Introducing Artist No. 91 – Amanda Triplett

Amanda Triplett was always intuitively creative growing up. “I learned needle craft from my mother and I grew up doing a lot of theater and dance. I was notorious for making creative messes and spending my math class doodling in my notebook. When I got to college, I took my first real art class and fell deeply in love with painting and studio time. Sculpture followed after that.  Creating art is what feeds my soul. It’s also something that is innate within me. I’ve always done it. I’m happiest when I’m making work and I can’t help myself from doing it.”

I asked Amanda what inspired her work and she replied

“I think Nature is my greatest inspiration: biology, trees, the cosmos and the beautiful, unspeakable thing that binds it all together.”

Right now she’s working on larger scale, fiber installations. “I’m expanding into doing more installations of sculptural fiber. I really enjoy creating more immersive art experiences. I’m also working on some tiny pieces for my Specimen series. I like working on both macro and micro. Working tiny allows me to develop techniques and work with details. Working with large scale installation allows me to create a full, juicy experience for viewers.”

If you visit her on the tour, you can expect a range of different projects. “I will have my tiny Specimen series displayed. They are small, circular pieces, with lots of juicy details, embroidery, lace and beading. They are affordably priced and are excellent entry points into collecting my work. I also will have a larger installation downstairs in our spare room where you will be able to experience some of my larger scale work.”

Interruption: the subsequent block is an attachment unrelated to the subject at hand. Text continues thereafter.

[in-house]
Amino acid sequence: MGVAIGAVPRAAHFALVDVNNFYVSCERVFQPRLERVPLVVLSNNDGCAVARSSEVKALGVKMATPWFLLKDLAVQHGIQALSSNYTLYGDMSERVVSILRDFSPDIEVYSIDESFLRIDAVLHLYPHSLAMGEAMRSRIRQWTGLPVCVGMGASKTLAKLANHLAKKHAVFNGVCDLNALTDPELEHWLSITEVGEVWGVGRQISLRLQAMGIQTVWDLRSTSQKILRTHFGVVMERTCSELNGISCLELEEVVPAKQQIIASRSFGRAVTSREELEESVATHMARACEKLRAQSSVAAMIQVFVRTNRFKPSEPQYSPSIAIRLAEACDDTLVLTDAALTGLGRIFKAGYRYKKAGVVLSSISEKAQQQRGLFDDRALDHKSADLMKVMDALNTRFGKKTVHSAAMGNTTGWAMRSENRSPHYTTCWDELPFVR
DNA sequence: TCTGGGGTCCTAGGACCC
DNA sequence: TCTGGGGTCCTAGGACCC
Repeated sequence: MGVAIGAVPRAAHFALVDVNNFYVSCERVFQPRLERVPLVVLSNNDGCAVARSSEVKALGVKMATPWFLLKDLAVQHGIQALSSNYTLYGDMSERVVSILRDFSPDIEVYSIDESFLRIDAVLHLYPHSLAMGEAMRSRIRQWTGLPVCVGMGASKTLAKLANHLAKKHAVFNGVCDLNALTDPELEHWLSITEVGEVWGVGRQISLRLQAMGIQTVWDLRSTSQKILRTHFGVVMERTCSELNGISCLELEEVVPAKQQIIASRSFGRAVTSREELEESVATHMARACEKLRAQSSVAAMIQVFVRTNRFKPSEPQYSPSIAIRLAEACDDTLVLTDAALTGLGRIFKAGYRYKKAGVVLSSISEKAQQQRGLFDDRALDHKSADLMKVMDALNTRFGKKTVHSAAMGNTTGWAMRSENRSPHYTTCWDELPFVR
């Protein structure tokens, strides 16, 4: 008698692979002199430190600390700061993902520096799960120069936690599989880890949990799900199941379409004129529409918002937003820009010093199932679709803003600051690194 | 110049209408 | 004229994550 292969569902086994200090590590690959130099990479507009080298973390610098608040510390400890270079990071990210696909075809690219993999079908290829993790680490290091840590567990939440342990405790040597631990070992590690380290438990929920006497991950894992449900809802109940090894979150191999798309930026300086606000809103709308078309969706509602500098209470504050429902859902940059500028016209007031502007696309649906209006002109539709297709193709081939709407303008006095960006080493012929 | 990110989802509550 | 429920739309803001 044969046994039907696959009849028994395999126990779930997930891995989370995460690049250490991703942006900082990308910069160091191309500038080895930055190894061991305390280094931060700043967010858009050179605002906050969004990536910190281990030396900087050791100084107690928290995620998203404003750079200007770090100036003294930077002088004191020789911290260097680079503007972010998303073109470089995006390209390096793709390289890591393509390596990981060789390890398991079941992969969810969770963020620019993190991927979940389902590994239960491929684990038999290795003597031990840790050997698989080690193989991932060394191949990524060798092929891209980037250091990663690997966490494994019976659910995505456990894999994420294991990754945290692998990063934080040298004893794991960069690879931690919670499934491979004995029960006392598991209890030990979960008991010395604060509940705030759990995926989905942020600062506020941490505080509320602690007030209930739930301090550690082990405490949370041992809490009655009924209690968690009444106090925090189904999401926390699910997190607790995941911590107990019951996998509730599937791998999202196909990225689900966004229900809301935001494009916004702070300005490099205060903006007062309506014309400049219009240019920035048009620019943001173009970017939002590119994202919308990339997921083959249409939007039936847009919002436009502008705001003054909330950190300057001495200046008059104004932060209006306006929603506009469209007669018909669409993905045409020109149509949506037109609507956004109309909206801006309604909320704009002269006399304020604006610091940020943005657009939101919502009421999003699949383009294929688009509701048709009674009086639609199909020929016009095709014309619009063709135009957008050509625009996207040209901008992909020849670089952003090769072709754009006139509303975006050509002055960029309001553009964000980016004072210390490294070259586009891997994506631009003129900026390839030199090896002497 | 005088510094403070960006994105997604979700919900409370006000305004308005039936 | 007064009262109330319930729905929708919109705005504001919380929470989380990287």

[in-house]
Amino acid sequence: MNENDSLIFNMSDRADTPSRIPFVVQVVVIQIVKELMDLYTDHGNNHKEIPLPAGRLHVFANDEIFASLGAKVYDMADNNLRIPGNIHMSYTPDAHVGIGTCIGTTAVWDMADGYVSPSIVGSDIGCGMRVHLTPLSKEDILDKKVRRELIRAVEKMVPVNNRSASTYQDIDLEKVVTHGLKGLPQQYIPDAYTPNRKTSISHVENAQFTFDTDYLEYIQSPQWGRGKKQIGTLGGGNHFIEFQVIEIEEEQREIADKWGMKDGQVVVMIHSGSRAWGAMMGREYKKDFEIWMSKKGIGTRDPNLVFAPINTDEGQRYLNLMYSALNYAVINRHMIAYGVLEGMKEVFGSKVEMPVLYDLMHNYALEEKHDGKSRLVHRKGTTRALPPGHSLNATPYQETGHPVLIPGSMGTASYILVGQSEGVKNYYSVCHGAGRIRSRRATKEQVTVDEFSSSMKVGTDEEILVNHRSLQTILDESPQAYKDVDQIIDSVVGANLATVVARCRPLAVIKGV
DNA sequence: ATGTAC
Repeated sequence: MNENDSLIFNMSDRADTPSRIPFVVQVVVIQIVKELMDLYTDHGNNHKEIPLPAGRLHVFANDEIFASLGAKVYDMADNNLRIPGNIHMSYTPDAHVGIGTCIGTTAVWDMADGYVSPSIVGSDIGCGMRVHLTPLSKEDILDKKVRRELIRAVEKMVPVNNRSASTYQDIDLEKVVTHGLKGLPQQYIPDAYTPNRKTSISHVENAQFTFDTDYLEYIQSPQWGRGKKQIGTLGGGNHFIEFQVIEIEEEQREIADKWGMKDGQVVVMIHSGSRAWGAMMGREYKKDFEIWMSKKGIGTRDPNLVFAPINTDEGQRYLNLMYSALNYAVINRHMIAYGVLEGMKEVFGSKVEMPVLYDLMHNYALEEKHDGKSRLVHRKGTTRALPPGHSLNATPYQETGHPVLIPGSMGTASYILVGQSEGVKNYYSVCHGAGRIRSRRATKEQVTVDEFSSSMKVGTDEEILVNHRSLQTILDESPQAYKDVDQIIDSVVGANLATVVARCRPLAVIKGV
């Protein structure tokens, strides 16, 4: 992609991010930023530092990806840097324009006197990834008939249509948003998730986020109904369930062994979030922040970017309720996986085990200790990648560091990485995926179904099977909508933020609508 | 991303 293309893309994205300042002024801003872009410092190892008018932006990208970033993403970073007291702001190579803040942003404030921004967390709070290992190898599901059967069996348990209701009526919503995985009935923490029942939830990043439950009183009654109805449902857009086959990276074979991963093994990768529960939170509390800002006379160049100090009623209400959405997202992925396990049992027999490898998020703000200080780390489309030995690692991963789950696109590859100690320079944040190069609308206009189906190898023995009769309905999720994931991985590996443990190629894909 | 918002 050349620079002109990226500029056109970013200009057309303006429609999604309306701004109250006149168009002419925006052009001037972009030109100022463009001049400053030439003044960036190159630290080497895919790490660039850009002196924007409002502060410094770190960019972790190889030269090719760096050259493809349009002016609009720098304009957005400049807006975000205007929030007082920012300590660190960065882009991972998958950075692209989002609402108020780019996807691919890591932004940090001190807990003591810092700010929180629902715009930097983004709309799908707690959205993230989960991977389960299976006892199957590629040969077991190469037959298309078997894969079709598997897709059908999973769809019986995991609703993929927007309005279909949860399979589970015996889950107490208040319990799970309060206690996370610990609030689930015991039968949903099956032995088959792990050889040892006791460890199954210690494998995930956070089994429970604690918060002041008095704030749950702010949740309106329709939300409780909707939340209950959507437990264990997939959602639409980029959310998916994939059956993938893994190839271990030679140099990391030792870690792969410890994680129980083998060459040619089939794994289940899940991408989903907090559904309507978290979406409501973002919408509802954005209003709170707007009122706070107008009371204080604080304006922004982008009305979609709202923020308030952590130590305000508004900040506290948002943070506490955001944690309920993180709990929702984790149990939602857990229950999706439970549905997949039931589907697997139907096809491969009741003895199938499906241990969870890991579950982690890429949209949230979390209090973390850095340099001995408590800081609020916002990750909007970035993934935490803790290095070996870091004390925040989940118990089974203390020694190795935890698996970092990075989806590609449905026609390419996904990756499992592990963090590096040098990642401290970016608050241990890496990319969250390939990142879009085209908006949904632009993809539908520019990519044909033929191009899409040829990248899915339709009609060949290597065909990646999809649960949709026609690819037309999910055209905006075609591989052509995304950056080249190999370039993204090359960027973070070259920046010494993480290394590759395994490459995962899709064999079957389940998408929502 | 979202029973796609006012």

Amanda shares her time right now between taking care of her family and making art.  “Right now I balance being a stay at home mom with making art. My hope is to expand my art business so that when both my kids are in elementary school I can continue to do art full time.”

Introducing Artist No. 51 – Plastorm

Plastorm is an artist I want to get to know.  How about you?  Here are some answers to a few random questions I put to him.

“As far as any formal art background or education, I have none. I earned my degree in Film and still work as a Video Editor. The interesting thing is, my editing and painting workflow is not that different. Each thrill me with the daily complexities of assembling order from chaos.

“Another ‘game-changer’ in terms of securing a proper foundation for the production of art was reading Stephen King’s, On Writing. I read that with exclamative lightning bolts flashing over my eyes. His description of the creative process mirrored what was already percolating in my brain. Hearing very much the same from him made those thoughts trustworthy!”